"Gonorrhoea fast becoming 'untreatable', WHO experts warn," reports Sky News. Analysis of data from 77 countries by the World Health Organization (WHO) found antibiotic resistance exists against almost all antibiotics…
"Gonorrhoea fast becoming 'untreatable', WHO experts warn," reports Sky News.
Analysis of data from 77 countries by the World Health Organization (WHO) found antibiotic resistance exists against almost all antibiotics currently used to treat the sexually transmitted infection (STI) gonorrhoea.
In the past, gonorrhoea infections were treated effectively with a one-off dose of antibiotics.
Nowadays, gonorrhoea needs to be treated with both an antibiotic injection and a dose of antibiotic tablets.
And increased resistance to antibiotics, coupled with a lack of new treatments in the pipeline, raises concerns that the infection could be untreatable in the future.
In this study, a WHO group outlined a new strategy to support the research and development of new treatments for gonorrhoea. Preventing the spread of the STI is also of paramount importance.
Gonorrhoea is the second most common STI in the UK.
It's caused by the bacteria Neisseria gonorrhoeae, and can be transmitted easily through unprotected vaginal, oral or anal sex, infecting the genitals, back passage, and sometimes the eyes or throat.
Usual symptoms include an abnormal discharge from the vagina or penis, pain when passing urine, and bleeding in between periods in women.
Treatment involves an antibiotic injection and a single dose of antibiotic tablets.
But many people get no symptoms, so gonorrhoea can go unnoticed and untreated, which can lead to serious complications.
Gonorrhoea in pregnancy can also be transmitted to the infant, which can lead to newborn conjunctivitis and even threaten a baby's eyesight.
The study was produced by the WHO Global Gonococcal Antimicrobial Surveillance Programme (WHO GASP), a group of researchers responsible for monitoring trends in drug-resistant gonorrhoea.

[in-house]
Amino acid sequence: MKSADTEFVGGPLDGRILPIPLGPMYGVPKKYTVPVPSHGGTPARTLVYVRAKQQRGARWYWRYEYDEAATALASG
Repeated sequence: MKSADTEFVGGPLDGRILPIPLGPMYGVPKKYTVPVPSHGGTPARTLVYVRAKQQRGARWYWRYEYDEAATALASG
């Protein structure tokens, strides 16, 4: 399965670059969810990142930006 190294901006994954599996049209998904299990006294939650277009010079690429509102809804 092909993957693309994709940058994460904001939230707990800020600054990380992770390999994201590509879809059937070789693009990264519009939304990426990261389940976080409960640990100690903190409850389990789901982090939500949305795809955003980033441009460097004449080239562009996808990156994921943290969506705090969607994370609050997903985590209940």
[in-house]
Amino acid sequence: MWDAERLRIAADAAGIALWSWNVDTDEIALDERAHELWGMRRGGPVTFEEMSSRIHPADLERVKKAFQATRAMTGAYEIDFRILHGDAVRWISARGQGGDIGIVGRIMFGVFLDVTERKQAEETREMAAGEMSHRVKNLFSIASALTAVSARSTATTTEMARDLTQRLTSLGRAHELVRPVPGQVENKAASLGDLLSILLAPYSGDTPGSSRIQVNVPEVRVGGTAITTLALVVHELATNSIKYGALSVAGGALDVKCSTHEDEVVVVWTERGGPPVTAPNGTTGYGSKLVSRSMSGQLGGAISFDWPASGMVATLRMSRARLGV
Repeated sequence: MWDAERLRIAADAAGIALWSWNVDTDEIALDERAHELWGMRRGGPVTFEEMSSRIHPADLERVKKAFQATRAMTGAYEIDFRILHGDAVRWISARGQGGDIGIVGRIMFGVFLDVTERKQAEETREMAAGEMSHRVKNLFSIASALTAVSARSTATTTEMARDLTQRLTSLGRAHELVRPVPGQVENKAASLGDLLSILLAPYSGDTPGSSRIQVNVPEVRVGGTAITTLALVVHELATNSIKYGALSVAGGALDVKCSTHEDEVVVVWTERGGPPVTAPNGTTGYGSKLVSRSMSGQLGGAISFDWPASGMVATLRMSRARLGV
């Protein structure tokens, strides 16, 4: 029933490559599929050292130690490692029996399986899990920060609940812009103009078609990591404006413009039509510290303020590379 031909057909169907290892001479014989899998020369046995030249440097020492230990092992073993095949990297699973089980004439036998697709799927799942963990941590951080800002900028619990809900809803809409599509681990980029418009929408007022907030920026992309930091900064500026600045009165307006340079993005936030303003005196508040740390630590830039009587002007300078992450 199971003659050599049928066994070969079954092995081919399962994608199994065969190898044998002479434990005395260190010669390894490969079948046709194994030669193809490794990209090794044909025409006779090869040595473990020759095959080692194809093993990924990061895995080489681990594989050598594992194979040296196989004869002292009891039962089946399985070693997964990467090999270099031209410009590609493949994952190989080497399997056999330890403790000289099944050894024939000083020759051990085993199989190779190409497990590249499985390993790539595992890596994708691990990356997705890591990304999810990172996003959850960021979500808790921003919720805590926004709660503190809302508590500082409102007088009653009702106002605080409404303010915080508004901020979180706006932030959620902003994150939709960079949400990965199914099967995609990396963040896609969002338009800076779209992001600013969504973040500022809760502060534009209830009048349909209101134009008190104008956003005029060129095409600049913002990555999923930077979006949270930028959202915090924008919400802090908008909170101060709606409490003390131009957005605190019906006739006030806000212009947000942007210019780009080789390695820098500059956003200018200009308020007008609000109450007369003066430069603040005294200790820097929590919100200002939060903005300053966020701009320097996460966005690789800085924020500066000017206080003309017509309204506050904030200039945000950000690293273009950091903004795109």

The group analysed data from 77 countries, and found there is increasing resistance to all the drugs currently used to treat gonorrhoea – to both the first-choice antibiotic, and to the second-choice antibiotic used when the first one fails.
Bacteria have the ability to respond and adapt to antibiotics, with the potential to become effectively immune to the antibiotic's effects.
Even more worryingly, they can develop resistance to many different antibiotics, which now seems to be the case for the bacteria that causes gonorrhoea.
There also aren't many drugs currently being developed for the treatment of gonorrhoea. This raises the concern that the spread of drug-resistant gonorrhoea could outpace the development of new drugs, and may even result in doctors not being able to treat the STI.
In order to address this, the Global Antibiotic Research and Development Partnership (GARDP) initiative was launched in 2016 by the World Health Organization and Drugs for Neglected Disease (DNDi).
GARDP is a not-for-profit research organisation that sets up programmes around the world that aim to develop short- and long-term treatments for STIs, among other things.
As part of their initiative to improve research and development for new treatments for gonorrhoea, GARDP convened a panel of international experts from various institutions in different regions, including India, South Africa and China.
Together, they have outlined a research and development strategy that could help target the development of new treatments for gonorrhoea.
GARDP seeks to work with various experts to bring one new treatment for gonorrhoea to the market by 2023.
This is discussed in the research and development strategy, which outlines four components.
Explained simply, this means that GARDP hopes to:
The increase in antimicrobial resistance towards drugs used to treat gonorrhoea is reaching a critical stage, especially given how common the infection is worldwide, with an estimated 78 million new cases in 2012.
This study raises concerns around an important topic while also proposing strategies to help address the slow pace of research and development of new drugs.
Read more advice about sexually transmitted infections and how to prevent them.